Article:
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Shopper marketing needs definition says Lucy Lorimer of The Market Creative

Hailed by many as one of the most important disciplines, shopper marketing is increasingly being adopted as a key capability by leading businesses. However, despite being well established in some quarters for many shopper marketing is a concept still in its infancy and there is a lack of agreement on its definition.

In fact, there are a multitude of views on what shopper marketing actually is, often borne out of and constrained by the background of those implementing it. Those in the business of retail media seem more likely to define shopper marketing solely within the realms of point of purchase in-store, while colleagues in trade marketing appear more likely to define shopper marketing in category management terms.

It’s critical to get perspective right though. Although shopper marketing culminates when purchase decisions are made, the focus on when cash is parted with distinguishing it from consumer marketing, there are usually a multitude of factors across the shopper journey that affect behaviour.

We’ve taken a holistic stand on a definition: Shopper Marketing involves the shopper per se, incorporating the entire physical and emotional journey (not just in-store or online) to purchase. This includes the opportunities we have to influence them to buy in-home, on-the-move or in-store and, ultimately, how we inspire and motivate shoppers to act.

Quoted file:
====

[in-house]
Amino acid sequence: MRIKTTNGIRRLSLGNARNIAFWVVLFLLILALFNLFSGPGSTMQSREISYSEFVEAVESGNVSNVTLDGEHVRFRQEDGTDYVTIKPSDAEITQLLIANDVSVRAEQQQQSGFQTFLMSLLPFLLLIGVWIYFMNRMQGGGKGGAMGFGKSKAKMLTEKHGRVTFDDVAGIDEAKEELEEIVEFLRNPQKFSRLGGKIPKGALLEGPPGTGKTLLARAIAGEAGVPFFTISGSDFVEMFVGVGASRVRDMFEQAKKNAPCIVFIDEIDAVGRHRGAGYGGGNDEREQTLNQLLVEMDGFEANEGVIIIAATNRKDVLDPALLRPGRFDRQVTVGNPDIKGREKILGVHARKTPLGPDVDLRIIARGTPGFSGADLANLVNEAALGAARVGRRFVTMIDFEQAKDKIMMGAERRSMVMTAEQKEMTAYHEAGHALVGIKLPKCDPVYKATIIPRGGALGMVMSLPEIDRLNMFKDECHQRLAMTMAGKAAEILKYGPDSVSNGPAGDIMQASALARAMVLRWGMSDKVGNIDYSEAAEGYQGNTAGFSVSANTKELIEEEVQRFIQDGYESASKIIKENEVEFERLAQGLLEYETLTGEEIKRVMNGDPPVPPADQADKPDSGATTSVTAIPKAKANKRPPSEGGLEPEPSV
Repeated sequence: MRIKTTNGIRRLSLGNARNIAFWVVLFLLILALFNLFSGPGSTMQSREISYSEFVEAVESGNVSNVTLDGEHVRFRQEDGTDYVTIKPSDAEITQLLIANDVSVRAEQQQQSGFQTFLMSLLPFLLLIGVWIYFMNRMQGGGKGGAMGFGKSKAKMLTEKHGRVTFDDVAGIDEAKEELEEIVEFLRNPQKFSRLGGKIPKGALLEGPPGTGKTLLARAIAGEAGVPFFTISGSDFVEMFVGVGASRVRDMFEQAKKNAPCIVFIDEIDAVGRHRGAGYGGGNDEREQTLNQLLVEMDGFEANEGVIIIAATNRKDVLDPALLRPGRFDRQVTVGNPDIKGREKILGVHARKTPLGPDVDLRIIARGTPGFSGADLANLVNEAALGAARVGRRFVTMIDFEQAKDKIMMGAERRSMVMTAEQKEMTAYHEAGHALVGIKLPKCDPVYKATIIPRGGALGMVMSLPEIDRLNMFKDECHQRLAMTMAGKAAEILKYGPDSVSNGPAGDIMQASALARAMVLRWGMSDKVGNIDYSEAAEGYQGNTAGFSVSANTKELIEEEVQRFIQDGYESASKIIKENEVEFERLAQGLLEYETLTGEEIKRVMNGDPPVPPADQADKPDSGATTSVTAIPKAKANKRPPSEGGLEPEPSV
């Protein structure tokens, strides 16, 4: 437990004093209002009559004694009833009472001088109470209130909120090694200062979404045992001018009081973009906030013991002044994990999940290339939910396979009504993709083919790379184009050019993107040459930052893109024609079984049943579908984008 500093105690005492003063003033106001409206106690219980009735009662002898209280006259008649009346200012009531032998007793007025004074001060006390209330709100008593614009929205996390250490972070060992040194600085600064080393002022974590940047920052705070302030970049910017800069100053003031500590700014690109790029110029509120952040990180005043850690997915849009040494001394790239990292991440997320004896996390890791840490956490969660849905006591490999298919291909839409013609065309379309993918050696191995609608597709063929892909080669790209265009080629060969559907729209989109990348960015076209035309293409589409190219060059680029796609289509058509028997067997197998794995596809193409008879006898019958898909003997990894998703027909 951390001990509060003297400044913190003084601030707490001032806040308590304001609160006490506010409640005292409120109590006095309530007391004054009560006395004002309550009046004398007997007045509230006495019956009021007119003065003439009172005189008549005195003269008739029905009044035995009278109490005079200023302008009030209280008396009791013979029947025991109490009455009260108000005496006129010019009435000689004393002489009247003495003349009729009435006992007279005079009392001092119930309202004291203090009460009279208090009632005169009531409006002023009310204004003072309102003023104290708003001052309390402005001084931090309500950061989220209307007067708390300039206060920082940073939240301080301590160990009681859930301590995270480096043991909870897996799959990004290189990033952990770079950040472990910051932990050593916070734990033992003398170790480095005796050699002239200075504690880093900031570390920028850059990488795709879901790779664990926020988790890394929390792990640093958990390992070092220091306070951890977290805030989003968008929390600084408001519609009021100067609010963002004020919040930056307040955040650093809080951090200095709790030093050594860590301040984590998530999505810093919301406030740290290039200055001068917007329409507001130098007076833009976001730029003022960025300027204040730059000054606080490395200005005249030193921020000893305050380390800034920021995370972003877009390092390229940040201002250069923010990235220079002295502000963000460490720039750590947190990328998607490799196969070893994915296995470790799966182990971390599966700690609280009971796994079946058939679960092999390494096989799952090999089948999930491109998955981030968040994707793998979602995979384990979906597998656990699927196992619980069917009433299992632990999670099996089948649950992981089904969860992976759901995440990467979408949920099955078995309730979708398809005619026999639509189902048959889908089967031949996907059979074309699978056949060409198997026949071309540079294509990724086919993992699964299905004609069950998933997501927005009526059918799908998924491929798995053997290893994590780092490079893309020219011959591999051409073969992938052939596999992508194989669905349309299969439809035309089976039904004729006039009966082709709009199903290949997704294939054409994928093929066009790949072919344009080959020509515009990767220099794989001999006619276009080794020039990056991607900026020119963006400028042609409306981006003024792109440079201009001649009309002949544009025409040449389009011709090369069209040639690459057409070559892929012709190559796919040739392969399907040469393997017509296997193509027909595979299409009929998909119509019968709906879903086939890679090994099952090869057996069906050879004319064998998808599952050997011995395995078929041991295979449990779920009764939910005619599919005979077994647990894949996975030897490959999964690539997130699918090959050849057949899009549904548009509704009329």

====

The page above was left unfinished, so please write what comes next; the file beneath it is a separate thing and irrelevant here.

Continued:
While every shopper marketing campaign will be different, there are a number of areas which should usually be considered in the aim to influence sales and form the basis of a successful shopper campaign strategy.  

Visibility is important given that most environments are cluttered; differentiation creates stand-out and a relevant point of difference; engagement encourages dwell time and increases likelihood to buy; opportunity maximisation lets you work out where, when and how shoppers are most open to suggestion and helping makes decisions easy: confused shoppers don’t act.

Enjoyment, in particular in the form of surprise, and inspiration are crucial to promoting desire. Channel maximisation is important. Retail media is like any other media and should be used depending on a combination of relevancy and reach.

The most successful shopper marketing campaigns are built on a foundation of meaningful insight along with compelling brand strategy and communications, blended with retailer insights – by which we mean an appreciation of a retailers performance, pressures, business and marketing priorities. Without these three elements; shopper insight, brand focus and retailer understanding, it’s not possible to maximise shopper marketing.

Shopper marketing may in some quarters still be in its infancy. However, its value is steadily becoming more recognised, not only in the marketing department but at board level too.